Monday, July 27, 2015

Riding Waves of Grace: Joey's Birth Story - PART II

You can find Part I here


Another horrible phone pic, taken in my long-term-stay hospital room, but I wanted to show how much smaller my tummy was after losing all of my water. My previous post has a picture of me at 27 weeks and I look roughly the same size, but I assure you there was a substantial difference.

It was 6:45 on a cloudless Sunday morning. Mark was rifling through the linen closet looking for a towel, I was on the phone with my Mom, already grateful for the first grace: it was early enough that Mom wasn't yet unreachable at church, but late enough that we'd all gotten sleep.

Our conversation was brief as I relayed that my water broke, everywhere. She would be over immediately. Our four other children were fast asleep and would wake to find Grandma here and us gone. I knew they would be confused, but seeing Grandma would put them at ease.

Until this point, I had been very careful not to move, fearful even of reaching for the phone. Not only did I not want to lose any more of the precious fluid, but I was terrified that with any movement, part of my tiny son or his umbilical cord would slip out in a rush of water.

With Mom on her way, it was time to get ready to go. Mark called the hospital to let them know we were on our way with a 30 week rupture. At my request, he grabbed one of Lucy's diapers to help contain the stream still freely flowing.

Dressed in pajamas, clutching my pillow and wearing a diaper-pad, I gingerly made my way downstairs, getting to the front door just as Mom arrived. I don't remember what was said beyond the reassurance of prayers. I recall feeling the jitter of nerves and adrenaline, fearful but calmed by the ignorance of what might come next and by the fact that I was helpless: I was both the participant and an observer.

Our drive to the hospital was pleasant but surreal.  The empty roads and gorgeous sunshine took me back to another Sunday morning seven years prior, when we made a similar drive for Iain's early birth. 35 weeks along with him, my first baby, I was scared and concerned, but not like this. 30 weeks is a different set of scenarios and possibilities. Mark and I sang our song to our son, the same song we've sung at the birth of all of our children: The Lord's My Shepherd. As we sang, tears welled up and rolled down my cheeks. Why and how had this happened? What could I have done? And more importantly, what did this mean for our son?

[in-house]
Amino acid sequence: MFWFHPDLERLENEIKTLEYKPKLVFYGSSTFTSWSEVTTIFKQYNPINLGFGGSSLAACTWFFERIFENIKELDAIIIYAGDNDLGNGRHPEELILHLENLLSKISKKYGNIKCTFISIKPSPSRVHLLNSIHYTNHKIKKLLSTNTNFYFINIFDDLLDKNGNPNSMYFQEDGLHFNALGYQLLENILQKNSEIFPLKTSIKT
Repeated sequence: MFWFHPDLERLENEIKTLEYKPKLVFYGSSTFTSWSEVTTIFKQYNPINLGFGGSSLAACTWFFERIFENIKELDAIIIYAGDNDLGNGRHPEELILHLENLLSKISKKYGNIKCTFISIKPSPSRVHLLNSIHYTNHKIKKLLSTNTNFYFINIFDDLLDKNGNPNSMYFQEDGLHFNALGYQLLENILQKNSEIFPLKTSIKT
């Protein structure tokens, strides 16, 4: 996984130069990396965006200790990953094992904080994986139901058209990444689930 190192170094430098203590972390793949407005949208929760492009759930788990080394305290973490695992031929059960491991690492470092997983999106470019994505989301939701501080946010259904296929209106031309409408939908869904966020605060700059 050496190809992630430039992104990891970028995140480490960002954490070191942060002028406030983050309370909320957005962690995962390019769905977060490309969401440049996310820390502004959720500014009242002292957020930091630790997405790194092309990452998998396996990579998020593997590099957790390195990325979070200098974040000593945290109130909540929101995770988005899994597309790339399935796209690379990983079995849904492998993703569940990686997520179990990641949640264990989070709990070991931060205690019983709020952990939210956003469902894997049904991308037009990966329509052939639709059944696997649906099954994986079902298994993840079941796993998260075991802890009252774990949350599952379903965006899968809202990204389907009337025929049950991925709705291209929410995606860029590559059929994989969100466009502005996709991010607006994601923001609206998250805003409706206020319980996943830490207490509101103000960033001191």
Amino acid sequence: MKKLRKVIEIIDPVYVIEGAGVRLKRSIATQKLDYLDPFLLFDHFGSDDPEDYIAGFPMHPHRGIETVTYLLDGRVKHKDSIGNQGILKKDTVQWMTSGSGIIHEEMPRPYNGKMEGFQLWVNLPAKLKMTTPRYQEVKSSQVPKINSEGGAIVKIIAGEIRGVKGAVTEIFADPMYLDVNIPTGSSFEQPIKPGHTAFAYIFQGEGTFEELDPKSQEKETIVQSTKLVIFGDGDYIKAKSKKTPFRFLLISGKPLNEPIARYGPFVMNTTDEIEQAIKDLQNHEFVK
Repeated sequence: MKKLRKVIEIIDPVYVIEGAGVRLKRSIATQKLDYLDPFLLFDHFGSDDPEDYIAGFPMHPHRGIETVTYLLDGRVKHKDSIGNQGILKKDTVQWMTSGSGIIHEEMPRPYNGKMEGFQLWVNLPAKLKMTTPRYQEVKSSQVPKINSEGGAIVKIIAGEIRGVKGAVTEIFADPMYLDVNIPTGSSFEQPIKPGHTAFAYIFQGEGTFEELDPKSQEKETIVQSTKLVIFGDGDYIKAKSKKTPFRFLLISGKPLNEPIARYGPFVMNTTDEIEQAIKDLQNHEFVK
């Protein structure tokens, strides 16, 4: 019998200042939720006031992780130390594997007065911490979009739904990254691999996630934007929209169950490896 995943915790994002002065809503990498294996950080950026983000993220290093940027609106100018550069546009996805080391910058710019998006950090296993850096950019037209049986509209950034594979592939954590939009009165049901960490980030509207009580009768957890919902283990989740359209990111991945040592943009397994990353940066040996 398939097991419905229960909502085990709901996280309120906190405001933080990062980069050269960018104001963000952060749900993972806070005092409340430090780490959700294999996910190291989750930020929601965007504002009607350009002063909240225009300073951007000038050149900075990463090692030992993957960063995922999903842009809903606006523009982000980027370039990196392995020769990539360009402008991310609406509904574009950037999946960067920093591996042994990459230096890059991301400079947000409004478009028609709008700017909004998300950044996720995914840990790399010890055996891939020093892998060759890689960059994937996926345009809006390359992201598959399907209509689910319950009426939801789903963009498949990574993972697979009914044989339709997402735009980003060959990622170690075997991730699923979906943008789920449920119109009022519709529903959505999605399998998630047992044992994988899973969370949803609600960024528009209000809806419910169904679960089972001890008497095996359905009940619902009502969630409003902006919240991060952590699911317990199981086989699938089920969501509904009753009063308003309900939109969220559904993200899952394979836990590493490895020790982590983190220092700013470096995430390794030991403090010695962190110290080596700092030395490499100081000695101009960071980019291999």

A nurse was already waiting for us as we walked into the hospital. She led us to a small labor room where I got settled in bed and waited. Since the moment I felt that gush, the only thing I cared about was hearing the galloping sound of my son's heartbeat. It seemed like an eternity before the monitors were placed, as even a 1 second ultrasound was performed to make sure he was head-down, prior to listening for his heartbeat. When I finally heard it, galloping steadily along, I relaxed just a little bit.

While getting into my hospital gown, I had tossed the sodden size 5 diaper in the trash. Between what I lost at home and that dripping diaper, I knew there wasn't much left inside me. I began to worry that the test strip to confirm a rupture would be negative and wasn't in a mood to argue that my son's life was indeed in danger. Fortunately, despite being down to a tiny trickle, it was enough to create a positive test and I was officially there to stay. For how long, I did not yet know.

Part III

Monday, July 13, 2015

Riding Waves of Grace: Joey's Birth Story - PART I

30 weeks along in my 5th pregnancy, I was growing more uncomfortable by the day. I had joked to both Mark and my doctor that I felt 10 weeks further along than I was. We knew we were having a boy, our second with three girls sandwiched between them. I also knew he was going to be big. I was consistently measuring a couple weeks ahead, but with a husband who weighed 10 lb 15 oz at birth, this was neither a surprise nor a medical concern. Despite my discomfort, I was having a nearly textbook pregnancy.
Clearly a bad picture, but my last during normal pregnancy. Roughly 27 weeks along.

Earlier that week, my doctor had cautioned me to take it easy, no more house projects until I was at least 36 weeks along. With a history of preterm labor and our first son's preterm birth at 35 weeks  (followed by full-term girls) it was best to be cautious. I obeyed grudgingly, getting a kick out of teaching Mark how to paint walls and occasionally grabbing the paintbrush for a bit of cutting-in when no one was looking. We had moved into our forever-home five months prior and had been putting our personal touches on it ever since.

Saturday, May 2nd ended with an idyllic evening. We got a late start on our first backyard fire but the temperature was perfect, the stars brilliant, the s'mores delicious and I enjoyed a sip or two of Mark's beer. Looking up from the fire to the deck lit with twinkly lights, I imagined a Spring and Summer filled with evening fires, the kiddos running around the yard playing flashlight tag. It was bliss and I was soaking it all in.
I don't have a picture of that evening, but this is the morning equivalent of that night.
I can not express how grateful I am that we carved out time on that late evening for a family fire, because the next morning our world turned upside down.

Laying in bed Sunday morning I drifted into consciousness, opening my eyes to see the pale light of dawn filtering through the Thomas the Tank sheet that covered our window. A trickle... Surely it was nothing. A gush. My stomach dropped, my heart sank and as I reached out in alarm to shove Mark awake, a deluge. Denial screamed at me to simply go back to sleep. It was both alarming and amusing to realize how childish my mind was as it tried to process what was happening.

Continue with PART II